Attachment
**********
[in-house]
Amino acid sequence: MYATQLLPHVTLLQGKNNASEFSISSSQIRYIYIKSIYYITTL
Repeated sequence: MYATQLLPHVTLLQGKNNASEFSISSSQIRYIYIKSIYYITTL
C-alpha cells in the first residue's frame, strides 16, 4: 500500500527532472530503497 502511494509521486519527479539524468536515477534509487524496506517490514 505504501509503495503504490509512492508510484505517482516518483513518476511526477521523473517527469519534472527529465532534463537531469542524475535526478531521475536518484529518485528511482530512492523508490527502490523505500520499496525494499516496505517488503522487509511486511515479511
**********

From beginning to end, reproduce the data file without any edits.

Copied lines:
[in-house]
Amino acid sequence: MYATQLLPHVTLLQGKNNASEFSISSSQIRYIYIKSIYYITTL
Repeated sequence: MYATQLLPHVTLLQGKNNASEFSISSSQIRYIYIKSIYYITTL
C-alpha cells in the first residue's frame, strides 16, 4: 500500500527532472530503497 502511494509521486519527479539524468536515477534509487524496506517490514 505504501509503495503504490509512492508510484505517482516518483513518476511526477521523473517527469519534472527529465532534463537531469542524475535526478531521475536518484529518485528511482530512492523508490527502490523505500520499496525494499516496505517488503522487509511486511515479511